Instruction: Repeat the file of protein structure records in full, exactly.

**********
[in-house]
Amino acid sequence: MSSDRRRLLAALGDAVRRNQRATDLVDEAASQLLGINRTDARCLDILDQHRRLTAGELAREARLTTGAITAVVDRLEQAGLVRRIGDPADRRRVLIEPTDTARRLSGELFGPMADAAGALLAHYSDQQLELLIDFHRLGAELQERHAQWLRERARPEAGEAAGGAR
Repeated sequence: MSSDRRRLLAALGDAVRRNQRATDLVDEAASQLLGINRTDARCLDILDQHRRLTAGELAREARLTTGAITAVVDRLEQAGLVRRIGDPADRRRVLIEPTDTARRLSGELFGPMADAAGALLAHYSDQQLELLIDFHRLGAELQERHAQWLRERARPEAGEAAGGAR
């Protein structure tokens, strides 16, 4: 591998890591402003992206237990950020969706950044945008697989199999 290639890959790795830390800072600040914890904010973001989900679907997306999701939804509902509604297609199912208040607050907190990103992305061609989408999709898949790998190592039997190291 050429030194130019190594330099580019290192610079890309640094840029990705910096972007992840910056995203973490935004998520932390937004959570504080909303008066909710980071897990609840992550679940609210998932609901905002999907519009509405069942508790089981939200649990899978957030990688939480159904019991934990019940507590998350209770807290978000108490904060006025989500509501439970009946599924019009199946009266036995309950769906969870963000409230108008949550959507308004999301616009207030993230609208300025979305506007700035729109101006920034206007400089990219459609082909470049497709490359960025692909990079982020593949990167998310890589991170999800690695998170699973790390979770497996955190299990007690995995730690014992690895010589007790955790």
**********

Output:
[in-house]
Amino acid sequence: MSSDRRRLLAALGDAVRRNQRATDLVDEAASQLLGINRTDARCLDILDQHRRLTAGELAREARLTTGAITAVVDRLEQAGLVRRIGDPADRRRVLIEPTDTARRLSGELFGPMADAAGALLAHYSDQQLELLIDFHRLGAELQERHAQWLRERARPEAGEAAGGAR
Repeated sequence: MSSDRRRLLAALGDAVRRNQRATDLVDEAASQLLGINRTDARCLDILDQHRRLTAGELAREARLTTGAITAVVDRLEQAGLVRRIGDPADRRRVLIEPTDTARRLSGELFGPMADAAGALLAHYSDQQLELLIDFHRLGAELQERHAQWLRERARPEAGEAAGGAR
């Protein structure tokens, strides 16, 4: 591998890591402003992206237990950020969706950044945008697989199999 290639890959790795830390800072600040914890904010973001989900679907997306999701939804509902509604297609199912208040607050907190990103992305061609989408999709898949790998190592039997190291 050429030194130019190594330099580019290192610079890309640094840029990705910096972007992840910056995203973490935004998520932390937004959570504080909303008066909710980071897990609840992550679940609210998932609901905002999907519009509405069942508790089981939200649990899978957030990688939480159904019991934990019940507590998350209770807290978000108490904060006025989500509501439970009946599924019009199946009266036995309950769906969870963000409230108008949550959507308004999301616009207030993230609208300025979305506007700035729109101006920034206007400089990219459609082909470049497709490359960025692909990079982020593949990167998310890589991170999800690695998170699973790390979770497996955190299990007690995995730690014992690895010589007790955790």